Beyerdynamic DT-990 • They used to sell for around USD 400, but they're now around USD 200. That's a deal! They are extremely comfortable and offer a very natural sound. Unfortunately, I tend to break cables easily when moving around my desk, forgetting that I'm wearing headphones. That is the only reason I opted for the HD 600 in the end. If you are a careful person, a fixed cable shouldn't be a problem. The DT-990s are incredible performers, offering an unrivaled level of comfort. At USD 200, it's a no-brainer. Make sure to select the 32 Ohm version if you intend to use them with your mobile phone or tablet.
Closed (Semi-Closed) Headphones
If you work in a loud environment, you will need headphones that block the noises around you. They can be passive, not active. "Passive" means there are no electronics inside the headphones, and the noise blocking is achieved only by the ear cup physically blocking the external sound waves.
Active noise reduction works by generating an "anti-noise." It works quite well for quieting constant noises, such as when you are in a plane, but is less effective with transient sounds, like the ones you can hear in an open office. Active headphones are more expensive than passive ones. They require power, and they often fatigue your ear after prolonged use. Though you are not supposed to hear the anti-sound they generate, you still feel some faint acoustic pressure.
My advice is simple: passive, closed headphones. They will block a certain amount of noise, and what is left will be masked by listening to myNoise, even at a low level. Closed headphones do seal your ears, which is less comfortable compared to an open design (see above). Opt for closed headphones only if you are in a noisy office. If your office is moderately loud, a semi-closed design is a good compromise.
Superlux HD668B • These are surprisingly good for their price! HD668Bs are semi-closed, so they will provide a bit of isolation, and they come with a replaceable cord, which is ideal for me as you already found out. They're an excellent choice if you want to hear how good headphones sound without spending a lot of money. Compared to more expensive headphones, they feel a bit cheap, but they don't sound that way. I recommend them as entry-level headphones, with an incredible performance-to-price ratio. Something like 90% of the sound of professional headphones at 10% of their price.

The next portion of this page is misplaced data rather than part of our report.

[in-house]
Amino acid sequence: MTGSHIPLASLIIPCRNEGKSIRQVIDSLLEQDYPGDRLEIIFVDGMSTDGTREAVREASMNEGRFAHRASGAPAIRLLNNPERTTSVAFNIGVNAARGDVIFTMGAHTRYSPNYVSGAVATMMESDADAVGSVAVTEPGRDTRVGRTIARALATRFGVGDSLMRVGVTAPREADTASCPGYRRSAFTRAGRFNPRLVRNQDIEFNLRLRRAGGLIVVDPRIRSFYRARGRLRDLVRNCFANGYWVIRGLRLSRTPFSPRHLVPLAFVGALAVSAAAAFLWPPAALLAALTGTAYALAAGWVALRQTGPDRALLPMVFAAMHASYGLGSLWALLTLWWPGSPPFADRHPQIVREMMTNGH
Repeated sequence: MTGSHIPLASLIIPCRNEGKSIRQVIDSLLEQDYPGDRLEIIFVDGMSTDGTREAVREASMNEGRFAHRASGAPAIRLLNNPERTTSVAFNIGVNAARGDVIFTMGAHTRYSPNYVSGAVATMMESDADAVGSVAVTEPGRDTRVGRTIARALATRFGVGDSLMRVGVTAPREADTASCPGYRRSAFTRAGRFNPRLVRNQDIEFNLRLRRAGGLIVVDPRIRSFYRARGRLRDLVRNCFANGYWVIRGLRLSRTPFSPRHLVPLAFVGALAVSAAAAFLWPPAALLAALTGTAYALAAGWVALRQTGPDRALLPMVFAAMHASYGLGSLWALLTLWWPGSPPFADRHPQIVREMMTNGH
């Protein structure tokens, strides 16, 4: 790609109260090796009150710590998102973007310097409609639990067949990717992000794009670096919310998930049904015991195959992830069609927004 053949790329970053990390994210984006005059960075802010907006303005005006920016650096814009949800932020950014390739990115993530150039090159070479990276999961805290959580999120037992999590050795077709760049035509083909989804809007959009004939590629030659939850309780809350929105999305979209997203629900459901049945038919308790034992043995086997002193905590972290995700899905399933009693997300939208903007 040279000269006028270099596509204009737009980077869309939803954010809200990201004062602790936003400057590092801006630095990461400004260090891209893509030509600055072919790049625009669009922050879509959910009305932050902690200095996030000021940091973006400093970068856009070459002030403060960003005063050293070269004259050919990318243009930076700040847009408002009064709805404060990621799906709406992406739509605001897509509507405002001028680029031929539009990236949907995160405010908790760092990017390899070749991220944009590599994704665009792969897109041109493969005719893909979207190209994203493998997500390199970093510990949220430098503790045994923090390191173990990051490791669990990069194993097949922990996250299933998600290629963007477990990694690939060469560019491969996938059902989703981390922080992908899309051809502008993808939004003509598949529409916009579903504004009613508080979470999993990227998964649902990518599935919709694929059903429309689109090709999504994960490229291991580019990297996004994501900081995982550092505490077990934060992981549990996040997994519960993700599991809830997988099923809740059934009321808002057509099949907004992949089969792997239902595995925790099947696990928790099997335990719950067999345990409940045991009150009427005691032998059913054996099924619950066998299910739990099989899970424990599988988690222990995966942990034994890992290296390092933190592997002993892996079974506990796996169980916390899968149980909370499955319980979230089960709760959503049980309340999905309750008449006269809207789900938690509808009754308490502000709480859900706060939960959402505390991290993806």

Beyerdynamic Custom STUDIO Headphones • These are my preferred closed headphones because they are surprisingly light on your head and comfortable, not what closed headphones are usually known for. They come with an ingenious slider that allows you to alter the bass reflex vents in the ear cups. This means you can customize the frequency response in the lower range, in a purely mechanical way: no equalizer required! Plus, if you fully open the vents, they will behave like semi-open headphones.
MEE audio M6 PRO • If you are looking for optimal isolation, trying to block external sounds as much as possible, there is a better alternative than active noise-cancelling headphones: Earbuds! Just like earplugs, they will isolate you from the rest of the world in an extremely effective way, by sealing your ear canal. Still, the MEE audio M6 PROs are comfortable, and their sound quality is amazing, on par with studio-grade earbuds. They are not expensive, and they come with a lot of accessories standard, such as different cables (one with a remote), a protective carrying case and ear tips of many sizes and attenuation levels. Highly recommended if you are looking for earbuds.
Jabra Move Wireless • I am not in favor of wireless headphones. I prefer them to be passive and cabled so they need no power to run and are always ready when I need them. Plus, the absence of electronics and a built-in battery helps to eliminate planned obsolescence. Now, planned obsolescence is part of many companies' business models, and some smartphones do not even provide a headphone output anymore, forcing you to listen over bluetooth. So if you have no choice, my favorite bluetooth headphones are the Jabra Move. They offer a very nice sound, they're lightweight, and because they are closed, they will help you block noise around you. They are the perfect myNoise companion, if you don't want to hang on a cable. Don't pay attention to the bad reviews about ear cups falling apart after a couple of months. Jabra has updated the manufacturing on these headphones for a long time (and now uses stitches instead of glue for the ear cushions). You can buy with confidence.